Sorry. The course admins in CoC control this process. Please talk to them.
Unregistered Students who intend to register:
If you are not registered for this course, you will not have access to gradescope for submission of PS0. Please email the course staff address for access (email@example.com).
Students who individually emailed us and have not been added yet - you may have left out the details of which course instance you are planning to take (either CS 7643 or CS 4803). Please fill the above form in order to provide us with this information.
Registered students who are not able to access gradescope:
This will happen if you were registered to the course very recently. Gradescope rosters are synced periodically and it may take some time for you to receive a gradescope sign-up notification. If you still face problems with accessing gradescope, please post a comment below.
I am graduating this semester and I need this class to complete my degree requirements. What should I do?
Talk to the advisor or graduate coordinator for your academic program. They are keeping track of your degree requirements and will work with you if you need a specific course.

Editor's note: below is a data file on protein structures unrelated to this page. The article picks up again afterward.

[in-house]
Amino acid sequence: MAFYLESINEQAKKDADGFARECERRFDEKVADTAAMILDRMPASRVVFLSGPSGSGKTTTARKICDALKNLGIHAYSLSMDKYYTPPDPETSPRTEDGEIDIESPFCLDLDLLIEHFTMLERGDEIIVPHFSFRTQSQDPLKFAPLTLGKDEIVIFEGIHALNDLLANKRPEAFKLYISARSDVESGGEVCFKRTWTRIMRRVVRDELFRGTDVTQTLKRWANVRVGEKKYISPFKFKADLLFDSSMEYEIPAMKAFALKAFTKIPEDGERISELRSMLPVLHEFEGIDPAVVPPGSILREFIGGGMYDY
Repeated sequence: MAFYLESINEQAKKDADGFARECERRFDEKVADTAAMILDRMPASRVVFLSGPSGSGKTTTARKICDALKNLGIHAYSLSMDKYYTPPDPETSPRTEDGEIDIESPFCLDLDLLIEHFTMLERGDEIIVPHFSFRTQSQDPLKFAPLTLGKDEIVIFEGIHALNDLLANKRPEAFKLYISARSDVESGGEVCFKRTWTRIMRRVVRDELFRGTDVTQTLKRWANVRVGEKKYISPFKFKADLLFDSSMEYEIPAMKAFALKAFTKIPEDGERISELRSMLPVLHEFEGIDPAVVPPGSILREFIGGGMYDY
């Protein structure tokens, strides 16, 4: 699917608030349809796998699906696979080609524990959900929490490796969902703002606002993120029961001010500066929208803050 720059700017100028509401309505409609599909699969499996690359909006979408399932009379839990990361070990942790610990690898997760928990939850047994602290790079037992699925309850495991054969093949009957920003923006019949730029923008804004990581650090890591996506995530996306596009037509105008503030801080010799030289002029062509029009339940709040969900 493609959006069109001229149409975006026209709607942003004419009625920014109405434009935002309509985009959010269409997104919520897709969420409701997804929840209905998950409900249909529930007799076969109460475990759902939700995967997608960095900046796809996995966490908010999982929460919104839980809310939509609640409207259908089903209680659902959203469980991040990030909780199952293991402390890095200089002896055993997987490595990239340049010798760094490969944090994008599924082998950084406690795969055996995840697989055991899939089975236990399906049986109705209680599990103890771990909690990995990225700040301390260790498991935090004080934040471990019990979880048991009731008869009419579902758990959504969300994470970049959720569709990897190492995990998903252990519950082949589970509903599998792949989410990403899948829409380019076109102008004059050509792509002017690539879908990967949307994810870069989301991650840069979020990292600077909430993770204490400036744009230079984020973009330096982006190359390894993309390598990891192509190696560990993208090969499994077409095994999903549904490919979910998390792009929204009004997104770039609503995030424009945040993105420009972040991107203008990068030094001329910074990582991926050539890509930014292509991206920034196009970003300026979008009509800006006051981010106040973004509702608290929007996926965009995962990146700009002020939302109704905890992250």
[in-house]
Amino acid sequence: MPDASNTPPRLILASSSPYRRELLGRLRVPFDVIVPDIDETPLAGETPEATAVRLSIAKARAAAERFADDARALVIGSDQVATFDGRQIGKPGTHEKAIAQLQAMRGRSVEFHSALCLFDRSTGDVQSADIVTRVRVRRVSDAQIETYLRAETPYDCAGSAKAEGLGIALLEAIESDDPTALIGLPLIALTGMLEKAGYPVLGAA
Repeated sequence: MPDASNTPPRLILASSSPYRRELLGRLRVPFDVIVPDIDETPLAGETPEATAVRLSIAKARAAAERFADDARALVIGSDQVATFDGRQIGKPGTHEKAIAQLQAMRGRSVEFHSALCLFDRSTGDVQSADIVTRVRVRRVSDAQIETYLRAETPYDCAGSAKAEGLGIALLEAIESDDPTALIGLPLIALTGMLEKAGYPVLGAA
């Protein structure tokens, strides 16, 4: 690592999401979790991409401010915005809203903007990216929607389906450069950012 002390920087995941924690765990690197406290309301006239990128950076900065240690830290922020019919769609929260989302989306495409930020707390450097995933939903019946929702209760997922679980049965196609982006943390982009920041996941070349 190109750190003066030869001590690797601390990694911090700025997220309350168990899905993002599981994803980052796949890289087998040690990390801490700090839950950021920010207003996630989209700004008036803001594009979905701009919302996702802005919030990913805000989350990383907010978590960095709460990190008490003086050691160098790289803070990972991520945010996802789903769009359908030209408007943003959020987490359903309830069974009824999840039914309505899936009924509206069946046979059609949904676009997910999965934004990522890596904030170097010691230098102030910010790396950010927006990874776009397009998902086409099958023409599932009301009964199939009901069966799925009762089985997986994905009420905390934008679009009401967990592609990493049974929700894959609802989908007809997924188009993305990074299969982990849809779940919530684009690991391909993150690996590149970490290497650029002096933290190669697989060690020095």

Can I audit this class or take it pass/fail?
No. Due to the large demand for this class, we will not be allowing audits or pass/fail. Letter grades only. This is to make sure students who want to take the class for credit can.
Can I simply sit in the class (no credits)?
In general, we welcome members of the Georgia Tech community (students, staff, and/or faculty) to sit-in. Out of courtesy, we would appreciate if you let us know beforehand (via email or in person). If the classroom is full, we would ask that you please allow registered students to attend.
I have a question. What is the best way to reach the course staff?
Registered students – your first point of contact is Piazza (so that other students may benefit from your questions and our answers). If you have a personal matter, email us at the class mailing list firstname.lastname@example.org
Related Classes / Online Resources
- CS231n Convolutional Neural Networks for Visual Recognition, Stanford
- Machine Learning, Oxford
- Deep Learning, New York University
- Deep Learning, CMU
- Deep Learning, University of Maryland
- Hugo Larochelle’s Neural Networks class
Note to people outside Georgia Tech
Feel free to use the slides and materials available online here. If you use our slides, an appropriate attribution is requested. Please email the instructor with any corrections or improvements.